Most of us would like to have a savings in place, especially with job security low as the “Great Recession” drags into another year. But saying it and doing it are two different things. Actually taking the initiative to start a savings and then sticking to a plan to put money in from every paycheck is not as easy as one might expect. Or is it? With bills to pay and unexpected expenses popping up, you may have a hard time hanging onto that extra cash that you intended to save. But if you plan accordingly, you can pay the monthly bills, account for the unexpected, and still have some money left to sock away in the bank. But how do you get started?
First you’re going to have to take a long, hard look at your finances. You probably don’t have any clue what you’re actually spending. Sure, you have a fair notion of what you make each month and how much you pay out in bills, but it’s the rest of the money that seems to go mysteriously AWOL each month that you need to get a handle on. To help figure out just how much you’re spending frivolously, you need to save all of your receipts for a month, then go back and see where you were buying. You’ll probably find you spent quite a bit on eating out and entertainment, neither of which you figured into your overall expenses.
Now that you know what you’re spending, it’s time to plan a budget. Since most adults have never done this before, you may want to consult with a financial planner. Bring in an itemized list of household income and expenses (don’t forget to break out annual and biannual payments like insurance, as well) so that your agent has everything needed to form a complete financial picture. Then have him or her show you what goes into planning a budget and how to make one that works for you. You can also do this on your own with helpful hints from the internet (although an in-person tutorial from an expert couldn’t hurt).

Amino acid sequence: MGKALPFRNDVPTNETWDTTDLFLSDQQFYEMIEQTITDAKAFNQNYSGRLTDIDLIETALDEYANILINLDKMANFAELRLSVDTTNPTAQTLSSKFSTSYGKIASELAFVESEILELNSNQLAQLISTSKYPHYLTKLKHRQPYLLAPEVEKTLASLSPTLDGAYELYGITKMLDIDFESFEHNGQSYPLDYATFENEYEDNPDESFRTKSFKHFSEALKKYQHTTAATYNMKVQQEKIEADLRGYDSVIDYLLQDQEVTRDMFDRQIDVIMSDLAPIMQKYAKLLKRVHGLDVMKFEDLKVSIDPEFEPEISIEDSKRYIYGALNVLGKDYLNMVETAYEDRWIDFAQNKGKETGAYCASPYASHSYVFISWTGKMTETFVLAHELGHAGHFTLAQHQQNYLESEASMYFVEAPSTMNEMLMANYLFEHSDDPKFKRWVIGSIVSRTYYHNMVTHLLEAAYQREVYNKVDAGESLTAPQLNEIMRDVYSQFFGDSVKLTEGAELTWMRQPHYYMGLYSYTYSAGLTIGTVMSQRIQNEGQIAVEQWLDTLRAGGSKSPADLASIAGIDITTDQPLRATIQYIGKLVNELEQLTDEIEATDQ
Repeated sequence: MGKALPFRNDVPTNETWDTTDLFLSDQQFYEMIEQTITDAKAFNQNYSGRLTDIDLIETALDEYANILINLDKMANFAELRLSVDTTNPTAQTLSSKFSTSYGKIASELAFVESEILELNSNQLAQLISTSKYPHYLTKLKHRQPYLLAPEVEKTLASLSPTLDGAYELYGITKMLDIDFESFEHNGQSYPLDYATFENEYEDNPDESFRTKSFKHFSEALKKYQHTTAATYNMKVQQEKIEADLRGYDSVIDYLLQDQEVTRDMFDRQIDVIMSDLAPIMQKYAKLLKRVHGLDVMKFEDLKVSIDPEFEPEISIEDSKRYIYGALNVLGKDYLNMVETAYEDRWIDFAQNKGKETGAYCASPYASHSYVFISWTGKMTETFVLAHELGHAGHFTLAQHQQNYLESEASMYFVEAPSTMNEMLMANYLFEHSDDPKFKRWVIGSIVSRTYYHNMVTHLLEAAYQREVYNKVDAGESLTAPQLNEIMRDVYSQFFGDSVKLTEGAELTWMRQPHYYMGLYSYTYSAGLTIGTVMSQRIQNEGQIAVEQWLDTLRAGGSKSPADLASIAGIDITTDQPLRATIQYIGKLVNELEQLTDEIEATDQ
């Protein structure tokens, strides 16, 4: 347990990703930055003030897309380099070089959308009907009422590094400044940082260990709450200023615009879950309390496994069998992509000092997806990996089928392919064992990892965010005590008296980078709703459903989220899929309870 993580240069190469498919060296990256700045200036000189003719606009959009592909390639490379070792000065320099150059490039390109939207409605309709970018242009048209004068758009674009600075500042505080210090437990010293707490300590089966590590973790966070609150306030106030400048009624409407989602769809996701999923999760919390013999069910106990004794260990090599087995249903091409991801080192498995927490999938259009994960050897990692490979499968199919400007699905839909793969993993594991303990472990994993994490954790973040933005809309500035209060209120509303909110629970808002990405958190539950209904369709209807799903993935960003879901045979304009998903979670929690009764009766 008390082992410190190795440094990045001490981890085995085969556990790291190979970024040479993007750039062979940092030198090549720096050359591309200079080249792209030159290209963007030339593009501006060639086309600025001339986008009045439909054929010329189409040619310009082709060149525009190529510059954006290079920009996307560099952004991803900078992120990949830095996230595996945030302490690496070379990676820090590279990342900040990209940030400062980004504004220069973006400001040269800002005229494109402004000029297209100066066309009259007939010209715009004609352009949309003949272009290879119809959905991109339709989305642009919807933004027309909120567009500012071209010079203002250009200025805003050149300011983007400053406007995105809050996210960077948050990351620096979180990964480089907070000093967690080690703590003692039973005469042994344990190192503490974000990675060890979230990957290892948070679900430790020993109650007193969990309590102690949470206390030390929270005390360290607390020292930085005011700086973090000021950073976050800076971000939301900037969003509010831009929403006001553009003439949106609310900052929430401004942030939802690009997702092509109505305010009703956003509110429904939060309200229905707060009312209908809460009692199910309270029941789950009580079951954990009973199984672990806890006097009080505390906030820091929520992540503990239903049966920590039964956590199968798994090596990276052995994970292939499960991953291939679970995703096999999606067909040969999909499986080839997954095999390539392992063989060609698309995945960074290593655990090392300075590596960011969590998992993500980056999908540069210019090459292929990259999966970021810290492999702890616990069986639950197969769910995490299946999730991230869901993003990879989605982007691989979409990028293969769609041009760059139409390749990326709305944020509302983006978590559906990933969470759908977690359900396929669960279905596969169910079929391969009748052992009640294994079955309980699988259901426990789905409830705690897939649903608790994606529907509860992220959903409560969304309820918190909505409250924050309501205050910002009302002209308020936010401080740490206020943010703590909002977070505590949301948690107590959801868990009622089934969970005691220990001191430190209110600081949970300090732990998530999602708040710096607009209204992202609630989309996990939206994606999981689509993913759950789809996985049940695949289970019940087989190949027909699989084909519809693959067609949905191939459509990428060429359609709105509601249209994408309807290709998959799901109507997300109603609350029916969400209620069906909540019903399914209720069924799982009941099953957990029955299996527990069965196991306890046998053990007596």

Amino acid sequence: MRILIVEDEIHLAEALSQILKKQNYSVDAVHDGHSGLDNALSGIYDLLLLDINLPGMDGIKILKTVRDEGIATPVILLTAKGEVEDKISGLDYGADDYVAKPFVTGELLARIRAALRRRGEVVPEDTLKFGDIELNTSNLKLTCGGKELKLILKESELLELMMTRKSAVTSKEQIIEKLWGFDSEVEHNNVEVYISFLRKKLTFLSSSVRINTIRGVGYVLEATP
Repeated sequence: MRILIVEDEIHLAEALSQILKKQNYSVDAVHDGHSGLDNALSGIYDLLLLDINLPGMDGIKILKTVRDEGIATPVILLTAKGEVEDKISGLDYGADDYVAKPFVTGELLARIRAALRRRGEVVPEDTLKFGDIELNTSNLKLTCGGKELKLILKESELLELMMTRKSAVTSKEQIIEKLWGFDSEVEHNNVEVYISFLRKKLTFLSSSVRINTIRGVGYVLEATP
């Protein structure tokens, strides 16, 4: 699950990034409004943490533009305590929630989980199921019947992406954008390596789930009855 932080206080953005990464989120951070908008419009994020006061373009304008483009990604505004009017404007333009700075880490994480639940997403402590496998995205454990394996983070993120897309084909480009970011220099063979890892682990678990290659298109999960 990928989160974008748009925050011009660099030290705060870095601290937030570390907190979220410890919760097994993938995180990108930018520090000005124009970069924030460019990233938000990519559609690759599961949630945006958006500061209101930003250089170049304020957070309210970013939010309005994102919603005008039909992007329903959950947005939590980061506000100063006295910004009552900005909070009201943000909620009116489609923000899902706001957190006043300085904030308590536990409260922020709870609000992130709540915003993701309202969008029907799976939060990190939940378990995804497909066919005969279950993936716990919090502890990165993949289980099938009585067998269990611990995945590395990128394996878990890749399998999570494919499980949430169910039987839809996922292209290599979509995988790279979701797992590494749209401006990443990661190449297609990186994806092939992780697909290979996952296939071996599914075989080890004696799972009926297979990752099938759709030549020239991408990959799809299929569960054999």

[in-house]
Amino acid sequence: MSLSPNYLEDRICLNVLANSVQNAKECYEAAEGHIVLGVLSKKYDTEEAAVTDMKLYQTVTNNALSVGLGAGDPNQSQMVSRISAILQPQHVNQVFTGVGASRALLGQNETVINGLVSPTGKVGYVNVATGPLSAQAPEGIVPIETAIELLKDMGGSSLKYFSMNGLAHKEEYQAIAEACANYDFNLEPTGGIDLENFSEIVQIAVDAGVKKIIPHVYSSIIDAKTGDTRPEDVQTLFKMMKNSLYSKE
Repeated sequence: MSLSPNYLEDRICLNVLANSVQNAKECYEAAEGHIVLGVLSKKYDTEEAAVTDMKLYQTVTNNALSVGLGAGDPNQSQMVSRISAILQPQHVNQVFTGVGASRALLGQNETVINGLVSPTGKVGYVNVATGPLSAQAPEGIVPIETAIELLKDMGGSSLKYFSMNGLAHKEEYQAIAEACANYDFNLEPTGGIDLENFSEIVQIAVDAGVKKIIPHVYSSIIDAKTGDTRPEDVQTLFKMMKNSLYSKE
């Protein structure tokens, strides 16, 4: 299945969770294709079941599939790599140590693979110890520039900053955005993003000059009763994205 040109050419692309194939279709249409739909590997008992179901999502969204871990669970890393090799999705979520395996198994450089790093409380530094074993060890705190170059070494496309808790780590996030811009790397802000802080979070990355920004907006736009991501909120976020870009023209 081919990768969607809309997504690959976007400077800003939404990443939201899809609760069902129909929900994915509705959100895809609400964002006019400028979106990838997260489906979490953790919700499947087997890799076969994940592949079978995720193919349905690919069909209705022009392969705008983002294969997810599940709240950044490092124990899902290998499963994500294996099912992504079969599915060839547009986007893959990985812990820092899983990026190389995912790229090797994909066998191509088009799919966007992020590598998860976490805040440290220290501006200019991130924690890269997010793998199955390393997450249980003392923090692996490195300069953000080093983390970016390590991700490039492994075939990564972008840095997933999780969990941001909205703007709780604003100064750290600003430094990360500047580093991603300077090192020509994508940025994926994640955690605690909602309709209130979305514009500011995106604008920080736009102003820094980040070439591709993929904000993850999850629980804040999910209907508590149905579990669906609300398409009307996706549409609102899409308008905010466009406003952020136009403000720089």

The real trick with any budget is to be realistic. If you’re used to a certain lifestyle, it’s going to be hard to give up for something as seemingly nebulous as “savings”. After all, what good is money if you don’t spend it? If this has been your attitude heretofore, you’re going to need some time to cut back. If you go cold turkey, you’ll likely renege on your plan and go back to your old ways. Instead, include a weekly allotment of funds for entertainment (including dining out) along with any money going into savings. While you will almost certainly have to cut back on fun outside the home, you may find other ways to compensate, such as a weekly potluck with friends (which allows for socializing without the major expense).
And don’t ever feel like you’re not putting enough into savings. Every little bit counts. Even if you can only afford $50 out of every paycheck, it’s something that’s going in the bank to earn for you rather than purchasing another cup of coffee and a pastry at Starbucks (which will only earn you more pounds on the scale). So if you want to start saving but don’t know how, formulate a budget and be realistic about your spending habits. Only through perseverance and careful planning can you save the money that you might need for a rainy day.
Kyle Simpson writes for Roth IRA Guide where you can learn about converting IRA to Roth and find other tools and information to help you on the road to retirement.